Back in 2014, former Liverpool manager Brendan Rodgers took the Reds to the brink of their first Premier League title since 1990, while playing a thrilling brand of football that was spearheaded by the attacking trident of Luis Suarez, Daniel Sturridge and a young Raheem Sterling. The Reds ultimately fell short of their goal following a harrowing home defeat against Chelsea at Anfield, of course, while Rodgers’ tenure unravelled and came to an abrupt end just 18 months later.
Despite coming within touching distance of a truly stunning achievement, however, Rodgers remains a much-maligned figures on the Anfield terraces. This attitude contrasts sharply with the high esteem in which current manager and Rodger’s successor Jurgen Klopp is held, as fans continue to celebrate the German and retain high hopes of Champions League qualification.
Why Klopp is Following a Careworn Path
If you compare the Anfield careers’ of Rodgers and Klopp, however, you will see startling similarities that are hard to ignore. Both assumed control of the club after a difficult period in the club’s history, for example, guiding Liverpool to seventh and eighth in the Premier League during their first season at the helm while also showcasing glimpses of what fans could expect in the future.
Not only this, but Rodgers and Klopp also endured their fair share of cup disappointment while in the Anfield hot-seat. Under the Ulsterman, the Reds suffered semi-final defeats against Chelsea and Aston Villa in the League and FA Cup respectively, while Klopp’s side were beaten in both the League Cup and the Europa League finals last term. Both managers have also come under fire for their recruitment policy and inability to secure a vulnerable defence, preferring instead to negate this weakness by placing an emphasis on attack.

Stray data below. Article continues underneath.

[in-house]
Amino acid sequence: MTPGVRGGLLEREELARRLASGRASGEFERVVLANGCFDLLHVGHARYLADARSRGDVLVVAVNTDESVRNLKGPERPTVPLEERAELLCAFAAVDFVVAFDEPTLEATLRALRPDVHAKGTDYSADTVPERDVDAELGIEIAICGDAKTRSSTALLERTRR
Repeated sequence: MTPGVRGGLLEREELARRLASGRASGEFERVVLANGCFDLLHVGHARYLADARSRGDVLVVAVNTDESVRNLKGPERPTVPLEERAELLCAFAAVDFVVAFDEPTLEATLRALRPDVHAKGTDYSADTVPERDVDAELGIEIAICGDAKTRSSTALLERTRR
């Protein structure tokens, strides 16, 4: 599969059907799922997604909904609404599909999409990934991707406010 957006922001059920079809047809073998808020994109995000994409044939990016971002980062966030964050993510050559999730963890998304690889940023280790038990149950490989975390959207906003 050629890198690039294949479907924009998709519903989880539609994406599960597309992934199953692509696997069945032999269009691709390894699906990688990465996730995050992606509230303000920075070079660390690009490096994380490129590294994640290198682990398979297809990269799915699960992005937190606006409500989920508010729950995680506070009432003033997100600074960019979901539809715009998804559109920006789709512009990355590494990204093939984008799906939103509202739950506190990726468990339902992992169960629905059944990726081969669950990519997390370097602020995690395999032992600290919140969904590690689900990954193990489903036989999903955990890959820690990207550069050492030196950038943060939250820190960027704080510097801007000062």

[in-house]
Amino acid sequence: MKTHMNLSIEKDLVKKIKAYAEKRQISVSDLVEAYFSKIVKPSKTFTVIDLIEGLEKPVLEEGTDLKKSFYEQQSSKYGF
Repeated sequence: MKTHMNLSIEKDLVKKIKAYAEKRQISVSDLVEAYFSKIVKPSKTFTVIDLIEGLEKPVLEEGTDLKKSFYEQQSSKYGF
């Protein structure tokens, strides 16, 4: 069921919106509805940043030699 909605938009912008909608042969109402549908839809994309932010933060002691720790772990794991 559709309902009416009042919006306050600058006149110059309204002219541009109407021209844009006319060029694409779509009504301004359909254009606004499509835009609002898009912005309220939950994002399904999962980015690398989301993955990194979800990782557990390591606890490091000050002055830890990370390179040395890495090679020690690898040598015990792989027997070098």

The stats also highlight a staggering symmetry between Rodgers and Klopp, with the first 85 games in charge yielding almost identical results. In fact, Rodgers’ win rate of 52% during this time is superior to Klopp’s (48%), while the Reds also scored more goals under the premiership of their former manager. In terms of league form, Rodgers and Klopp share the exact same record, winning 26 out of 54 games, drawing 12 and losing 16. During this period, Rodgers’ side scored just three more goals than Klopp’s 11, while the the current Liverpool outfit have also been more generous at the back.
The Bottom Line: Could Klopp Follow Rodgers’ Reds Career Path?
Forecasting the potential career longevity of Premier League managers is difficult, particularly in the current climate.
Make no mistake; however, Klopp is fast approaching the first tipping point in his Anfield career. Like Rodgers, his future success depends heavily on Champions League qualification, as this will empower him with the necessary funds and credibility to invest in elite-level players, strengthen his threadbare defence and create the type of squad depth that can sustain his high intensity, pressing game for longer during a typical season.
Without this, or some silverware to help build belief and momentum, Klopp could find himself repeating the same cycle of promise and disappointment that put paid to Rodgers’ tenure. In the meantime, if the German want confirmation of just how quickly things can change, he should drop into Parkhead and reminisce with Rodgers about his own time at Anfield.